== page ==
Wednesday, June 08, 2011

 

The world according to Jay Fidell


By Henry Curtis


Jay Fidell is a tax attorney who organized a group of tech evangelists dedicated to the promotion of tech, science and globalism. He first came to Hawai`i as a Coast Guard lawyer and a Judge Advocate General. Jay Fidell  founded ThinkTech Hawai‘i in 2000, produced ThinkTech for Hawaii Public Radio (2000-08) and then becaue a producer for `Olelo and writing for the Honolulu Advertiser.



Jay Fidell was appointed by Gov. Lingle to serve on the Board of Directors of the High Technology Development Corporation (2003-07). According to Follow the Money, he has made only one political donation, that of $200 to Linda Lingle in 2004.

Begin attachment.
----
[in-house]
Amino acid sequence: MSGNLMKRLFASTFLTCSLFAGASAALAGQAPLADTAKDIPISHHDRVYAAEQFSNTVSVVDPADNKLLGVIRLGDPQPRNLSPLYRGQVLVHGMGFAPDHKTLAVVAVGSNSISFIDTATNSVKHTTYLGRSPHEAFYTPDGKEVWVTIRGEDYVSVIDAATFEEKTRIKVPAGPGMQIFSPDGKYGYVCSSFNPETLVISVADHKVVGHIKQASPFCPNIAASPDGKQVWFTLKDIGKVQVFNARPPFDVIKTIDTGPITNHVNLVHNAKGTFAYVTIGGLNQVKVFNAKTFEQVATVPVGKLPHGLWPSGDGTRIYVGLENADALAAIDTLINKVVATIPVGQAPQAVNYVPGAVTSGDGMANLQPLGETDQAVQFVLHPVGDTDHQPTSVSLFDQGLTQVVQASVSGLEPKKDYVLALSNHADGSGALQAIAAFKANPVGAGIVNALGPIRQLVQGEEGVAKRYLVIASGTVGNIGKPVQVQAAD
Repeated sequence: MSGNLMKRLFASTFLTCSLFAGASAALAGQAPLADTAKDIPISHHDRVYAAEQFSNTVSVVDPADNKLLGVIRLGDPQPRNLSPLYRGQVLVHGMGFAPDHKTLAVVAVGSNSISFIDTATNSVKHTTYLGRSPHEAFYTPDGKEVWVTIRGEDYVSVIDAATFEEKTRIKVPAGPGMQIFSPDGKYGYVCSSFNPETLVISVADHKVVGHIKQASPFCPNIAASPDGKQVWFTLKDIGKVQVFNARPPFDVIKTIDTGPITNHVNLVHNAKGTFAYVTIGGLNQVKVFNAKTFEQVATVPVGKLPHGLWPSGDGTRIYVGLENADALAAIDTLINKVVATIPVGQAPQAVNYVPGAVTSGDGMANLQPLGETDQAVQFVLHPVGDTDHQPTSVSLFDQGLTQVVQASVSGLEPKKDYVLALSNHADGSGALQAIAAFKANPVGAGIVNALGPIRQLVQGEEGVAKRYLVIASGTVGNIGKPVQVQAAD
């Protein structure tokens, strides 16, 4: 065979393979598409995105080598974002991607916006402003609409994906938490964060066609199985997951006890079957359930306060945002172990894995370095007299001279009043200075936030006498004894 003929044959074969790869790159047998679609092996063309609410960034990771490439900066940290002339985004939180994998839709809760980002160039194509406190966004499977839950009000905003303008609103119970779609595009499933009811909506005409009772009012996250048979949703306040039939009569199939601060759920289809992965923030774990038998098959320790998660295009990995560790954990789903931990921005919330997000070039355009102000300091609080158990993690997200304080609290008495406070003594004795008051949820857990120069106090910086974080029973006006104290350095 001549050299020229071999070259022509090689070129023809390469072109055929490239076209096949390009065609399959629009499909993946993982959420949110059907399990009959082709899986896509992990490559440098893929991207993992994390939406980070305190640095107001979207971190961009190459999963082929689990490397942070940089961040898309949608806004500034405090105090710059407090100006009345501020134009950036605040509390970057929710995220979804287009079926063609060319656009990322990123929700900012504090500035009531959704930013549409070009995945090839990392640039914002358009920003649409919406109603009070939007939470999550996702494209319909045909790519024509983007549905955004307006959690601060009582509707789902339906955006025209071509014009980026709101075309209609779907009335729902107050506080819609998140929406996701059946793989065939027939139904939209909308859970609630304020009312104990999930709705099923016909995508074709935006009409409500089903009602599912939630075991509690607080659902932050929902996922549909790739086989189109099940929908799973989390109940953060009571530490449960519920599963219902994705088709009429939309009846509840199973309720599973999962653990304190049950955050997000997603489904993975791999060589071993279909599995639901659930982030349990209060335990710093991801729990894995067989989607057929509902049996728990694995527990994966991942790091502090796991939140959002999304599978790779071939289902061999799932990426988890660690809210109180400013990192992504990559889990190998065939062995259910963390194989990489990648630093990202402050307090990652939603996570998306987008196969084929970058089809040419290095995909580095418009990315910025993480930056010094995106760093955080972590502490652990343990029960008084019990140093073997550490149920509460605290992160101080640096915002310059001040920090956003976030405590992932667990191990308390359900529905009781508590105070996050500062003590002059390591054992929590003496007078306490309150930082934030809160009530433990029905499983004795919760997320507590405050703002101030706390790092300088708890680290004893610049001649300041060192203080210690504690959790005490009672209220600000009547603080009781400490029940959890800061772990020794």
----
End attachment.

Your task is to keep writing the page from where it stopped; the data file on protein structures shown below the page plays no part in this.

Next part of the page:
On Development (August 14, 2005): “A 45-acre subdivision application has been filed by landowner Laumaka, LLC …Henry Eng, the director of the city Department of Planning and Permitting … said that this application would be treated on a "ministerial" basis, imparting that he might very well approve what could be a sprawling subdivision on the mountainside, even while completely ignoring the problems we reported to him …

Why would the city consider accommodating the developer-builder involved, when it has done nothing to accommodate the residents affected? That is putting the cart before the horse. [] The neighborhood is not so much proud these days as it is concerned and angry. Some 300 protest signs have sprung up on front lawns throughout the neighborhood. Protest petitions signed by more than 1,000 people have been submitted to Eng. Dozens and dozens of letters of concern have been sent to his office. But none of this has yielded any meaningful response or action. Is anyone listening?”